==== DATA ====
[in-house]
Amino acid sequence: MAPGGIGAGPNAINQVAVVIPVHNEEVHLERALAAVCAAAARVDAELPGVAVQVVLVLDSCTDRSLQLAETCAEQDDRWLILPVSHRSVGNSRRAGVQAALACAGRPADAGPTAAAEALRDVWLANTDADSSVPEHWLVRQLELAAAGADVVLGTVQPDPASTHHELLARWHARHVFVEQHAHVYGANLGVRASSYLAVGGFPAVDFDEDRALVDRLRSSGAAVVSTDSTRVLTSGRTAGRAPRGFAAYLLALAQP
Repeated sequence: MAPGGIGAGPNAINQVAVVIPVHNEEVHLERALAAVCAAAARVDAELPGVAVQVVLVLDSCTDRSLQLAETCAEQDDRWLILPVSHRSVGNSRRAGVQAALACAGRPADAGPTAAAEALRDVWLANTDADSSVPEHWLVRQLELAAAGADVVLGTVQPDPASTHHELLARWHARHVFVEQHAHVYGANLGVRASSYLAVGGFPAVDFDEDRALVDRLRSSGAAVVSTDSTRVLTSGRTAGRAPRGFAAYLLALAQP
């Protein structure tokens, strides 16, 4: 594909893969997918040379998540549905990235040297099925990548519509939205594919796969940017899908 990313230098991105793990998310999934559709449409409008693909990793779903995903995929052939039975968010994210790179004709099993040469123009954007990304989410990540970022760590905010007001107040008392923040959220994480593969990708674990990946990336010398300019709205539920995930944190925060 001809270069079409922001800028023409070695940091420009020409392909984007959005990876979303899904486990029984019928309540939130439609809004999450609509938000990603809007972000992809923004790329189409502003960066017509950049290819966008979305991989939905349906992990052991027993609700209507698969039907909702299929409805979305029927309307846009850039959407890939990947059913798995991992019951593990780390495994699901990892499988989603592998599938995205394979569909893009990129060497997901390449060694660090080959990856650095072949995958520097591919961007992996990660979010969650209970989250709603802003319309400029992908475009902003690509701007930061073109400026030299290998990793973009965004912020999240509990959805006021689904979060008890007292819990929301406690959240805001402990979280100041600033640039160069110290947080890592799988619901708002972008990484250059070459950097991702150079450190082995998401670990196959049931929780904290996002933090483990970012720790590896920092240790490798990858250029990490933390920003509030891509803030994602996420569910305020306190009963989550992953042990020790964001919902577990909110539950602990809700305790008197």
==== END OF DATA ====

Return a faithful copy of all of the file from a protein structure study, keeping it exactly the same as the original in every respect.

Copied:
[in-house]
Amino acid sequence: MAPGGIGAGPNAINQVAVVIPVHNEEVHLERALAAVCAAAARVDAELPGVAVQVVLVLDSCTDRSLQLAETCAEQDDRWLILPVSHRSVGNSRRAGVQAALACAGRPADAGPTAAAEALRDVWLANTDADSSVPEHWLVRQLELAAAGADVVLGTVQPDPASTHHELLARWHARHVFVEQHAHVYGANLGVRASSYLAVGGFPAVDFDEDRALVDRLRSSGAAVVSTDSTRVLTSGRTAGRAPRGFAAYLLALAQP
Repeated sequence: MAPGGIGAGPNAINQVAVVIPVHNEEVHLERALAAVCAAAARVDAELPGVAVQVVLVLDSCTDRSLQLAETCAEQDDRWLILPVSHRSVGNSRRAGVQAALACAGRPADAGPTAAAEALRDVWLANTDADSSVPEHWLVRQLELAAAGADVVLGTVQPDPASTHHELLARWHARHVFVEQHAHVYGANLGVRASSYLAVGGFPAVDFDEDRALVDRLRSSGAAVVSTDSTRVLTSGRTAGRAPRGFAAYLLALAQP
């Protein structure tokens, strides 16, 4: 594909893969997918040379998540549905990235040297099925990548519509939205594919796969940017899908 990313230098991105793990998310999934559709449409409008693909990793779903995903995929052939039975968010994210790179004709099993040469123009954007990304989410990540970022760590905010007001107040008392923040959220994480593969990708674990990946990336010398300019709205539920995930944190925060 001809270069079409922001800028023409070695940091420009020409392909984007959005990876979303899904486990029984019928309540939130439609809004999450609509938000990603809007972000992809923004790329189409502003960066017509950049290819966008979305991989939905349906992990052991027993609700209507698969039907909702299929409805979305029927309307846009850039959407890939990947059913798995991992019951593990780390495994699901990892499988989603592998599938995205394979569909893009990129060497997901390449060694660090080959990856650095072949995958520097591919961007992996990660979010969650209970989250709603802003319309400029992908475009902003690509701007930061073109400026030299290998990793973009965004912020999240509990959805006021689904979060008890007292819990929301406690959240805001402990979280100041600033640039160069110290947080890592799988619901708002972008990484250059070459950097991702150079450190082995998401670990196959049931929780904290996002933090483990970012720790590896920092240790490798990858250029990490933390920003509030891509803030994602996420569910305020306190009963989550992953042990020790964001919902577990909110539950602990809700305790008197």